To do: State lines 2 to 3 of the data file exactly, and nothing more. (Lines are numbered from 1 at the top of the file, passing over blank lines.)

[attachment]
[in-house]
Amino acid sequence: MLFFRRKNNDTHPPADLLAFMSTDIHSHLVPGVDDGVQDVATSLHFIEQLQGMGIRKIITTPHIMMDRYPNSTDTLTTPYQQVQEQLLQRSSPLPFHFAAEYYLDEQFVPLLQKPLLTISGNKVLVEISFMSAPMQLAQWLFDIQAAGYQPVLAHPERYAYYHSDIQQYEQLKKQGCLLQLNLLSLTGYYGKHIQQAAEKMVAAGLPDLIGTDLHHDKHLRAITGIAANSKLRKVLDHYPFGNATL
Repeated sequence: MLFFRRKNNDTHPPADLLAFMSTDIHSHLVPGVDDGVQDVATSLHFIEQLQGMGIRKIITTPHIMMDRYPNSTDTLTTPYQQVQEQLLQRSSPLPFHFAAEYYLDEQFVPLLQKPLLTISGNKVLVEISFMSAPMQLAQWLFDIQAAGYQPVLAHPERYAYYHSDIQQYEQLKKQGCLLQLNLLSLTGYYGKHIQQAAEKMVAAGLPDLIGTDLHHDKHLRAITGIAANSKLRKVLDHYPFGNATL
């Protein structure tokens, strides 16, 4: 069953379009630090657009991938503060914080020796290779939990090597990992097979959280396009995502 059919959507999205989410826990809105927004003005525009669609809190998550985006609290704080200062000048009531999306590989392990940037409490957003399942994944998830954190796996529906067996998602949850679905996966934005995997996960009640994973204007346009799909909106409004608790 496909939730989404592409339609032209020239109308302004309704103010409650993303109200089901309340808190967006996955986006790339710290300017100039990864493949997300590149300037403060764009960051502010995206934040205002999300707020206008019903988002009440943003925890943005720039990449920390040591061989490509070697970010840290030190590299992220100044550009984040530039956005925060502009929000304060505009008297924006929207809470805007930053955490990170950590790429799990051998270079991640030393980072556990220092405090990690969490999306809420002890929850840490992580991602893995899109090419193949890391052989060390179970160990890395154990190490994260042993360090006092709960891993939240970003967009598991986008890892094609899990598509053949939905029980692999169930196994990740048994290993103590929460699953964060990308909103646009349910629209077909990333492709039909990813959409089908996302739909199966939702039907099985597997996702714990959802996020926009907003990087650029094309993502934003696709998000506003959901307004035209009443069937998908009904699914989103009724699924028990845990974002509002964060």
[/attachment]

Amino acid sequence: MLFFRRKNNDTHPPADLLAFMSTDIHSHLVPGVDDGVQDVATSLHFIEQLQGMGIRKIITTPHIMMDRYPNSTDTLTTPYQQVQEQLLQRSSPLPFHFAAEYYLDEQFVPLLQKPLLTISGNKVLVEISFMSAPMQLAQWLFDIQAAGYQPVLAHPERYAYYHSDIQQYEQLKKQGCLLQLNLLSLTGYYGKHIQQAAEKMVAAGLPDLIGTDLHHDKHLRAITGIAANSKLRKVLDHYPFGNATL
Repeated sequence: MLFFRRKNNDTHPPADLLAFMSTDIHSHLVPGVDDGVQDVATSLHFIEQLQGMGIRKIITTPHIMMDRYPNSTDTLTTPYQQVQEQLLQRSSPLPFHFAAEYYLDEQFVPLLQKPLLTISGNKVLVEISFMSAPMQLAQWLFDIQAAGYQPVLAHPERYAYYHSDIQQYEQLKKQGCLLQLNLLSLTGYYGKHIQQAAEKMVAAGLPDLIGTDLHHDKHLRAITGIAANSKLRKVLDHYPFGNATL